It’s worth analysing the previous season as it gives an indication as to how the current one is likely to play out.
Let’s focus on the top end of the table from the 2016/17 season, and look for points of interest.
Analysing The 2016-17 Season Using Squawka
Here’s Squawka’s performance rankings for the top 7 teams.
Does Anything Surprise You There?
What this table suggests that United were good enough to make the top 4 of the Premier League (they didn’t). It even ranks them 3rd, above rivals City who (pretty) comfortably earned a Champions League spot.
Chelsea, Spurs and Everton don’t overly interest me, because their ranking positions are precisely where I expected them to be. I am more intrigued as to what could’ve determined the ordering of the other rankings — for Arsenal, City, United and Liverpool.
Intuitively, I’d have thought the stats would’ve supported the notion that Liverpool and Arsenal are a stronger outfit than Man United. But that’s not what I found. Why?
Let’s take a closer look at these 4 teams and find out…
Team Comparison Between Arsenal, Man City, Man United & Liverpool
The squawka comparison matrix for four selected teams
I also selected some of the relevant football stats.
From this matrix, you can very quickly you can deduce that City and Liverpool aren’t as well balanced as Arsenal, who are good ‘all-rounders’. It seems that Arsenal fell flat in the League because they failed to excel in any department. Even in attack — their main strength — they didn’t quite match Liverpool or City.
With regards to Man United there’s something that’s made very apparent:
- They were superior defensively to both Liverpool and Man City, and were rated significantly higher than Arsenal for this stat, too.
- They were inferior to all three of their rivals in attack. Arsenal, Liverpool and City all shared a similar, superior attacking strength stat.
I wrote at the start of the season that having a good attack/weak defence combination is preferable to having a weak attack/strong defence. I also stated my belief that teams with either of these combinations won’t win the Premier League. This is backed up by the fact that:
- Chelsea and Spurs finished at the top — they were the only 2 teams with both attacking & defensive strength.
- Man United lost out to both City and Liverpool despite having a much better defensive record.
Delving a little deeper into the football stats revealed more about Man United’s attacking performance:
- Their total shots stat suggests that they created a lot of chances.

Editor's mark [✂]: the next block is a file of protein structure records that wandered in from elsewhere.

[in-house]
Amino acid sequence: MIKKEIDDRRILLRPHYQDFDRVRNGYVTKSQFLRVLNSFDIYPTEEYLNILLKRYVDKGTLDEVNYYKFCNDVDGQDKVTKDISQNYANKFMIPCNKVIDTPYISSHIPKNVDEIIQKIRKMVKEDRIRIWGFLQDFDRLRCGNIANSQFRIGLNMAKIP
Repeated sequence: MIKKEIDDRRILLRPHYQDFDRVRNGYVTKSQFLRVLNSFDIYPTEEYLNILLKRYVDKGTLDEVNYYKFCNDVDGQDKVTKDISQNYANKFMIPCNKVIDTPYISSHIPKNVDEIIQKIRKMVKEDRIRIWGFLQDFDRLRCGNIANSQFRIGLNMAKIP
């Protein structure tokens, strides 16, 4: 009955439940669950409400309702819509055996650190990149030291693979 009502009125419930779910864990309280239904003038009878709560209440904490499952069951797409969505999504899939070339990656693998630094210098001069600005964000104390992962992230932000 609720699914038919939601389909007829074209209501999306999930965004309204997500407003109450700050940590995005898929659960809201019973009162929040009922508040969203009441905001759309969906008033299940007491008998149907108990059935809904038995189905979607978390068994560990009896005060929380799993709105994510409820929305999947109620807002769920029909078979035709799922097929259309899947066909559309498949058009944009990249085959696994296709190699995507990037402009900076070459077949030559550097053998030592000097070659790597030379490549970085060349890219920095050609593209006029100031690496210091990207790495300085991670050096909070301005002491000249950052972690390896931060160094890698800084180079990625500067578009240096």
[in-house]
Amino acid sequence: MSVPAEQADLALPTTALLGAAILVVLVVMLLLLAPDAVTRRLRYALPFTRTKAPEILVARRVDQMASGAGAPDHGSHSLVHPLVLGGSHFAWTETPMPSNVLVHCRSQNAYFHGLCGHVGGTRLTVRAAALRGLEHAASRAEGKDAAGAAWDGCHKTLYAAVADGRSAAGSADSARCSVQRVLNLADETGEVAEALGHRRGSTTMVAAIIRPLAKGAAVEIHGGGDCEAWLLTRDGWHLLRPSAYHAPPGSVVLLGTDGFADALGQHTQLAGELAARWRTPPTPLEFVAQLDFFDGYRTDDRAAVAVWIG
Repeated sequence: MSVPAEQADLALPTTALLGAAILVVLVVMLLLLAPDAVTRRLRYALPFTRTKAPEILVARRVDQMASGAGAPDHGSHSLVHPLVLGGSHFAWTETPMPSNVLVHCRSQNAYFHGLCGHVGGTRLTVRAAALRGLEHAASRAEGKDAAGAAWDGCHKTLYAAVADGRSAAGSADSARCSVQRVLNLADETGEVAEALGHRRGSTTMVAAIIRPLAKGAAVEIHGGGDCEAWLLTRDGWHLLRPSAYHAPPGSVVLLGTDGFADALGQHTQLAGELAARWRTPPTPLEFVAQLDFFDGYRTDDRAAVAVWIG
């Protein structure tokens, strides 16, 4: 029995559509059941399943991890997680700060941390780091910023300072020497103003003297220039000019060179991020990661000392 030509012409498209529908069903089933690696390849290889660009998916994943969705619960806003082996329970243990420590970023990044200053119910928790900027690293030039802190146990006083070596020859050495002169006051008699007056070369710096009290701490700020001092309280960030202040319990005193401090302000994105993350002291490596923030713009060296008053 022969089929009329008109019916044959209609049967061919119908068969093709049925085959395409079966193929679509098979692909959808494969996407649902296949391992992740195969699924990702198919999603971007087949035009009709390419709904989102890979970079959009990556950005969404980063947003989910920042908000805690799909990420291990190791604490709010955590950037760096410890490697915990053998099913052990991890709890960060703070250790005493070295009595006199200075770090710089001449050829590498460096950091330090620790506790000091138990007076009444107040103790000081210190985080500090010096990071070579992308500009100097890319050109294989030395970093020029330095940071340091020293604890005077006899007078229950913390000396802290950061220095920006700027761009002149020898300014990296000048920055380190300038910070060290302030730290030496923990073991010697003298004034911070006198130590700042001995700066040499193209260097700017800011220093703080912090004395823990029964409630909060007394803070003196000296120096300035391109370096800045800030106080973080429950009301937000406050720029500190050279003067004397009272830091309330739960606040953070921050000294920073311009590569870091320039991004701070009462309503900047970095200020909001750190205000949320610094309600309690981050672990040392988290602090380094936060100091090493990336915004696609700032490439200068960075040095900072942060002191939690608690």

- Their shot accuracy stat confirms they were just as accurate with their chances as their 3 rivals. But…
- They scored less goals from penalties than their rivals, and significantly less goals from set pieces (percentage wise, that is).
So in summary, United appear to have played well in general. They were defensively solid, but failed to convert their high number of shots (24 more than Arsenal, in fact) into goals. Hence why their goal tally was much lower. In particular, converting from set pieces seems to have been a notable weak point compared to their rivals.
Arguably, United may still need to create slightly more chances inside the area. The stats allude to the fact they had less close-range (dangerous) goal scoring opportunities than their 3 rivals. Expected Goal stats provide more insight into the likelihood of converting those chances — check it out.
So What Do I Predict for the Top Teams In 2017/18?
After looking at the data, I’m going into the new season expecting to see an improvement in Man United. But I don’t think they’re anywhere near winning the league. Here’s what else I predict:
Man City and Liverpool will have to sort their defences out if they want to seriously compete for the title.
They will struggle to beat Chelsea or Spurs over the course of a season if they don’t. Both City and Liverpool could benefit from buying steadier Goalkeepers; for evidence use Squawka to compare their GK’s to the first team choice at Spurs, United, and Arsenal.
Of the two teams, I’d fancy City to step it up a notch — partly due to their inevitable big money signings this summer.
Spurs will adjust to playing at Wembley. It’ll be challenging, but I don’t see them missing top 4 because of some “hoodoo”.
In fact, everything points towards the fact they’ll compete for the title again. Could they win it? It’s possible, but it largely depends on Chelsea’s consistency and Man City’s level of improvement.
Arsenal will struggle.
Granted they shouldn’t be written off for top 4 as they only need to slightly raise their overall stats across the board. After all, there’s no standout weaknesses in their game.
But their problem is that their success is partly hinged on whether their most influential player, Alexis Sanchez, stays at the club. He’s Squawka’s #2 rated Premier League player for the 2016/17 season. If he leaves, they’ll struggle in attack.
I don’t see Everton breaking into the top 4 this season.
There’ll be hype about their new signings, but losing Lukaku will come as a blow.
Chelsea are likely to retain the title; there’s no doubt about that.
This puts Chelsea, Spurs, United and City as my predicted Top 4 (in no given order).
It’s interesting to play around with football stats. Just remember that they’re only a guideline for what to expect in the future.
To analyse football in more depth, I recommend reading my post on Expected Goals (xG) statistics. It enables punters to better judge teams and players, reduces bias, and helps to more accurately predict future results.
Alternatively, you may prefer to trial one of my recommended tipster services to help strengthen your selections.
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